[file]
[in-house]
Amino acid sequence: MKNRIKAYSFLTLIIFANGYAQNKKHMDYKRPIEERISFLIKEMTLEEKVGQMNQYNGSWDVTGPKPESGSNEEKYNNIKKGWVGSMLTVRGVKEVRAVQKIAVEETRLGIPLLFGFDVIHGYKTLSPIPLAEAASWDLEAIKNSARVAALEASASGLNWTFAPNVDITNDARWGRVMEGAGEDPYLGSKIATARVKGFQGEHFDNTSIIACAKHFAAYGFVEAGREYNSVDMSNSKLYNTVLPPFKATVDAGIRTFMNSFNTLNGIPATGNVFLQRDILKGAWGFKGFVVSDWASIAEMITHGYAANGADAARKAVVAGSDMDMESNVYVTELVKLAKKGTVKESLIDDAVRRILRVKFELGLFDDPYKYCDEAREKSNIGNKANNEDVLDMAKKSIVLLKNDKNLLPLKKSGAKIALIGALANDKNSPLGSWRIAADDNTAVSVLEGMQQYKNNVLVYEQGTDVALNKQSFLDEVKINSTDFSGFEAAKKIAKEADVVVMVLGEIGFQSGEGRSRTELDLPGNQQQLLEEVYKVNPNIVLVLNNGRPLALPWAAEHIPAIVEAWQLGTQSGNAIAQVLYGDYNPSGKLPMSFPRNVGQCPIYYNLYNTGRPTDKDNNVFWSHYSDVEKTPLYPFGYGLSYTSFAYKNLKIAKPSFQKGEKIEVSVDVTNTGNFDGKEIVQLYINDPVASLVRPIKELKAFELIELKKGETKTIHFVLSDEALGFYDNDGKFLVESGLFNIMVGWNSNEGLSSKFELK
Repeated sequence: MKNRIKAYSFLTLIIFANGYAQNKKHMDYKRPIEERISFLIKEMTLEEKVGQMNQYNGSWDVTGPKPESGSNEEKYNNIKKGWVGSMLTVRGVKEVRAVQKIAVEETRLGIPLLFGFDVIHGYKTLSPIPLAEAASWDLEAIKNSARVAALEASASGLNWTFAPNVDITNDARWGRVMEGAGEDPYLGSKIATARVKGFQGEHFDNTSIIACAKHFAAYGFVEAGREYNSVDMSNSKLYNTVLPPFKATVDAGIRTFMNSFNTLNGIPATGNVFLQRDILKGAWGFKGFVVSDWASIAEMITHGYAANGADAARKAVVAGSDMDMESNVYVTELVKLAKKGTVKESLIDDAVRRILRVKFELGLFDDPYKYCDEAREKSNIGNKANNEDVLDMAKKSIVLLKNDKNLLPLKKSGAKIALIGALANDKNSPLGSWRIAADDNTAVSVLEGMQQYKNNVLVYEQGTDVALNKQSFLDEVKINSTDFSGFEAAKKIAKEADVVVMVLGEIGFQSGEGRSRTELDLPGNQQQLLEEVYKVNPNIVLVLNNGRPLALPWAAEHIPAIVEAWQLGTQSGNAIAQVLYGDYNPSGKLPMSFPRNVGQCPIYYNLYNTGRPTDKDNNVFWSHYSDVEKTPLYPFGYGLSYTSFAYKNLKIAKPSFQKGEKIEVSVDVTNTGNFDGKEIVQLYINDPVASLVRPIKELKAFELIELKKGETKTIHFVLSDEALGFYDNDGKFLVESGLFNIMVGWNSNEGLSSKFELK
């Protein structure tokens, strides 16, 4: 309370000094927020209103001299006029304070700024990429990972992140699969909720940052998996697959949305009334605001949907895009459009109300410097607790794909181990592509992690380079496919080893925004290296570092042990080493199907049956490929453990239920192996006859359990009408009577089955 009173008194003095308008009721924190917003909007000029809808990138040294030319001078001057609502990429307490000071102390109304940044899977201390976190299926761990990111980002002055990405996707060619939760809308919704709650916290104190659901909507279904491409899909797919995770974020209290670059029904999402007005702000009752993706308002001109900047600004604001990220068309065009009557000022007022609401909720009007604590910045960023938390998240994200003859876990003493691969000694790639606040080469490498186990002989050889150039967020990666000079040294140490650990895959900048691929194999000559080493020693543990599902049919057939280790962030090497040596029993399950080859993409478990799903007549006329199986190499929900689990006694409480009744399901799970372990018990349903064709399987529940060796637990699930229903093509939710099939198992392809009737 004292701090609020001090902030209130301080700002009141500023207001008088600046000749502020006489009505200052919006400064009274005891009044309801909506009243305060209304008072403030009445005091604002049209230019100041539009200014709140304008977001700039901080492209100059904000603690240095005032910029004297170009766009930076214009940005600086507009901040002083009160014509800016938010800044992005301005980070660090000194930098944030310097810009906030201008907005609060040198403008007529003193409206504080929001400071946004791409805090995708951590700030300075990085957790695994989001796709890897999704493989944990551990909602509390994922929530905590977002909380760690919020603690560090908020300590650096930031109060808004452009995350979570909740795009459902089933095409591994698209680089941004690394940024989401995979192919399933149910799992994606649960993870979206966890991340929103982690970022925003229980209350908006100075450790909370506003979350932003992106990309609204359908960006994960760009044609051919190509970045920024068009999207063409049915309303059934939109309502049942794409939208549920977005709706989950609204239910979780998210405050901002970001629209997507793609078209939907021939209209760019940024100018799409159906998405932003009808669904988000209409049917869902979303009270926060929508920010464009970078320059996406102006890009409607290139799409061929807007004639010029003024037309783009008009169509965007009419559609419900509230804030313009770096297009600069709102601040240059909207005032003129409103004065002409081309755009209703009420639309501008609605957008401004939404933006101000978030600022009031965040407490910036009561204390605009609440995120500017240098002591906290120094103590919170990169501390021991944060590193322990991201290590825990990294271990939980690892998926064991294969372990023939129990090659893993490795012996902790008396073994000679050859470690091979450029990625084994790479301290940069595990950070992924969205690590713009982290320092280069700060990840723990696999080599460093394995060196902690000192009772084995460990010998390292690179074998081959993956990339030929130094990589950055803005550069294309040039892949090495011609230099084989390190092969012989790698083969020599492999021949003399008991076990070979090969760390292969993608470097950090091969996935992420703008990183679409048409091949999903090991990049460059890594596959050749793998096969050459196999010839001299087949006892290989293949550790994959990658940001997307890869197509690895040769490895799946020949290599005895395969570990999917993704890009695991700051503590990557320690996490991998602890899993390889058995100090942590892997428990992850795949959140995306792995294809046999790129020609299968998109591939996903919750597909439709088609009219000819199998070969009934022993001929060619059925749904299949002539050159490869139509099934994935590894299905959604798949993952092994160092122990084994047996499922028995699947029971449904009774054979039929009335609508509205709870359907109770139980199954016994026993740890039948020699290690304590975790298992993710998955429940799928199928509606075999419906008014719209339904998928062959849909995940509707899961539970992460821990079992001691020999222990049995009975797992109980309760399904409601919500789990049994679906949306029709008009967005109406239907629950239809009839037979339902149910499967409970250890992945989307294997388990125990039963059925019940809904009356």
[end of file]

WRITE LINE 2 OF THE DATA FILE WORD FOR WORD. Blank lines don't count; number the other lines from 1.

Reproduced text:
Amino acid sequence: MKNRIKAYSFLTLIIFANGYAQNKKHMDYKRPIEERISFLIKEMTLEEKVGQMNQYNGSWDVTGPKPESGSNEEKYNNIKKGWVGSMLTVRGVKEVRAVQKIAVEETRLGIPLLFGFDVIHGYKTLSPIPLAEAASWDLEAIKNSARVAALEASASGLNWTFAPNVDITNDARWGRVMEGAGEDPYLGSKIATARVKGFQGEHFDNTSIIACAKHFAAYGFVEAGREYNSVDMSNSKLYNTVLPPFKATVDAGIRTFMNSFNTLNGIPATGNVFLQRDILKGAWGFKGFVVSDWASIAEMITHGYAANGADAARKAVVAGSDMDMESNVYVTELVKLAKKGTVKESLIDDAVRRILRVKFELGLFDDPYKYCDEAREKSNIGNKANNEDVLDMAKKSIVLLKNDKNLLPLKKSGAKIALIGALANDKNSPLGSWRIAADDNTAVSVLEGMQQYKNNVLVYEQGTDVALNKQSFLDEVKINSTDFSGFEAAKKIAKEADVVVMVLGEIGFQSGEGRSRTELDLPGNQQQLLEEVYKVNPNIVLVLNNGRPLALPWAAEHIPAIVEAWQLGTQSGNAIAQVLYGDYNPSGKLPMSFPRNVGQCPIYYNLYNTGRPTDKDNNVFWSHYSDVEKTPLYPFGYGLSYTSFAYKNLKIAKPSFQKGEKIEVSVDVTNTGNFDGKEIVQLYINDPVASLVRPIKELKAFELIELKKGETKTIHFVLSDEALGFYDNDGKFLVESGLFNIMVGWNSNEGLSSKFELK